Jaco Van Der Merwe

By Jaco Van Der Merwe

Head of Motoring

Volvo EX30 a ‘Swedish shopping trolley’ ready to outgun supercars

All-electric crossover SUV goes from 0 to 100km/h in under 4 seconds without any bravado.

For a stock standard road car to reach 100km/h from standstill in less than four seconds is no mean feat. In fact, it’s something only a very small percentage of cars in The Citizen Motoring two-decade long road test archive have achieved.

Some serious pedigreed machines’ efforts to dip under four seconds were in vain. These include the 3.0-litre straight six twin-turbo F30 BMW M3-DCT (4.01 seconds), the 4.0-litre V8 twin-biturbo Mercedes-AMG C63 S (4.08) and the 5-litre V8 supercharged Jaguar F-Type Coupe R AWD (4.14).

But even in narrowly missed out on the stopwatch, the thrill they provided from launch is what petrolheads live for. The soundtrack from the building revs, the violent acceleration that pushes you back into the superbly crafted racing seat and sometime a bit of wheel spinning that propels the car forward in a puff of dust.

ALSO READ: WATCH: Anticipation over as Volvo EX30 lands on local soil

Volvo EX30 ushers in a new era

But the year is 2024 and Bob Dylan’s words that The Times They Are A-Changin are as relevant as ever. The current state of affairs sees a fully electric compact SUV drilling these lean, mean, fire-breathing, race-ready machines off the line.

Volvo EX30
The Volvo EX30’s exterior styling is futuristic and unassuming. Picture: Jaco van der Merwe

There was a lot of hype around the China-built Volvo EX30’s arrival. A major talking point the top spec 315kW Ultra Twin Motor Performance model’s claimed 0 to 100km/h sprint time of 3.6 seconds.

With Road Test Editor Mark Jones behind the steering wheel it was a slower in clocking 3.91 seconds during our test at Gerotek, but is still the fastest Volvo we have tested by a long shot.

ALSO READ: Volvo EX30 spec sheet selectively revealed, pricing unchanged

Silent assassin

But it’s not so much about the fact that the Volvo EX30 managed to outsprint the big dogs, but rather the manner in which it did. Where the internal combustion engine rockets were all about big egos and automotive testosterone, the Volvo EX30 went about its business without any drama whatsoever.

There are no dynamic mode displays showing boost and revs that turns red ahead of a gear change, violent G-forces flattened your cheeks or aggressive gear changes along the way. It’s just one long gentle pull with a bit of road noise from the tyres and that’s it.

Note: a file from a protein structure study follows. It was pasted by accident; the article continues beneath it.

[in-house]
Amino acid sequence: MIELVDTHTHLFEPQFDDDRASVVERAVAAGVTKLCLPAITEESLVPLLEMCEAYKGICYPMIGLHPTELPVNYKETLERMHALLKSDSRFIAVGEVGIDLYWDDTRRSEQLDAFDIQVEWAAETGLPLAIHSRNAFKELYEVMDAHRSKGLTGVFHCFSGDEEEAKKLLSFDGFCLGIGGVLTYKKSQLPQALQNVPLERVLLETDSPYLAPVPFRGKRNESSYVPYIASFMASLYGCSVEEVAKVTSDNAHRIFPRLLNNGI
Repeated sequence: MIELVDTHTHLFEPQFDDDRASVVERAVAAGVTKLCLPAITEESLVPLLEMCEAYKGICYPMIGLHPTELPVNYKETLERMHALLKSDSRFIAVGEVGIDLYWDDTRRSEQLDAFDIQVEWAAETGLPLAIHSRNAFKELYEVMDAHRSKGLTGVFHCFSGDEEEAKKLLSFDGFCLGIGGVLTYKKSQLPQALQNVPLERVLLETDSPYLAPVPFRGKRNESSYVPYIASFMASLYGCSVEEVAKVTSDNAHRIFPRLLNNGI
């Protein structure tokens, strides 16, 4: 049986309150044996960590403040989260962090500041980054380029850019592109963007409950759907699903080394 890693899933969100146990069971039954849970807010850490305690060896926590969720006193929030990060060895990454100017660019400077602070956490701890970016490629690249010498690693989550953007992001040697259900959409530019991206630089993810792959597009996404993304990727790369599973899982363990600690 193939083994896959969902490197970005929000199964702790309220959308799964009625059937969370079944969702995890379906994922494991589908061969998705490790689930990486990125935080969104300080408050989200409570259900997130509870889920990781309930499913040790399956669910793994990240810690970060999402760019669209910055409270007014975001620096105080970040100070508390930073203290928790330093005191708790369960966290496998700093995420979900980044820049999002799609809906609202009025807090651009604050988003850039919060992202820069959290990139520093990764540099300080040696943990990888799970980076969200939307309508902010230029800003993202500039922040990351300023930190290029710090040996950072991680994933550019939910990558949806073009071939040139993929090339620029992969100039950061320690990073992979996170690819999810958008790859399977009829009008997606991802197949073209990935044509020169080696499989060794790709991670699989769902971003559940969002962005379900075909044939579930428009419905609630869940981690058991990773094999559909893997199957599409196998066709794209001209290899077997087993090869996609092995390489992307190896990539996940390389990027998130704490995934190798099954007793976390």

There is no dramatic visual effect from a head-up display or even inside an instrument cluster for the simple reason that the Volvo EX30 does not have these things. It features only a tablet-style screen in the centre of the dashboard. This controls everything from entertainment to displays usually found in instrument clusters.

When you pull away in anger, the little speedometer reading on the top right-hand side of the screen is as unobtrusive as it is when you are cruising at 60km/h on a school run.

Volvo EX30
The cabin is very simplistic. Picture: Jaco van der Merwe

A picture of calm

It is for that reason that we dubbed our test unit “The Swedish Shopping Trolley”. And by that we meant so disrespect, but rather that compared to the mentioned racing snakes the Volvo EX30 is as serene as a Tibetan sunrise. And while it is primarily designed as a family-friendly everyday crossover SUV, it manages to outperform serious performance cars as a side note.

ALSO READ: WATCH: All-electric Volvo XC40 an unassuming silent assassin

While the Volvo EX30 might not strike you with the mean bits and pieces usually showing off from around a race car, it is still a very attractive car. Clad in the EX30-specific Moss Yellow, our tester got a lot of attention wherever we took it. The futuristic LED head and taillight design along with 20-inch wheels works a charm with this hue.

Inside, we do not lie when we say there isn’t much more to it than the big central screen. The only things in the Volvo EX30 not operating from there are the steering wheel-mounted gear lever and wipers, along with the window controls. The rest, even the side mirrors, are all operated on the Google-based system.

Not pressing buttons is key

The simplistic design helps create the feel of space in side the cabin, which is finished in various recycled trim in line with the Swedish brand’s strive towards carbon neutrality. Leg and headroom in the rear is adequate for adults on shorter trips to go with 318 litres of boot space.

ALSO READ: Know the PHEVs from the BEVs in Volvo’s new energy repertoire

One freaky thing that takes time to get your head around is that the Volvo EX30 does not start and stop by virtue of pressing buttons. The car unlocks itself when the key – a little plastic block without any buttons – comes withing a certain distance of it. Once you get inside it is up and running; albeit without any sound of course. Then it’s just a case of flicking the gear lever and stepping on the accelerator.

The Volvo EX30 Ultra Twin Motor Performance is every bit the game changer it promised to be. Coming in at a price below seven figures, it is priced right for an electric car to make sense. With some serious firepower to boot.

Volvo EX30 road test results

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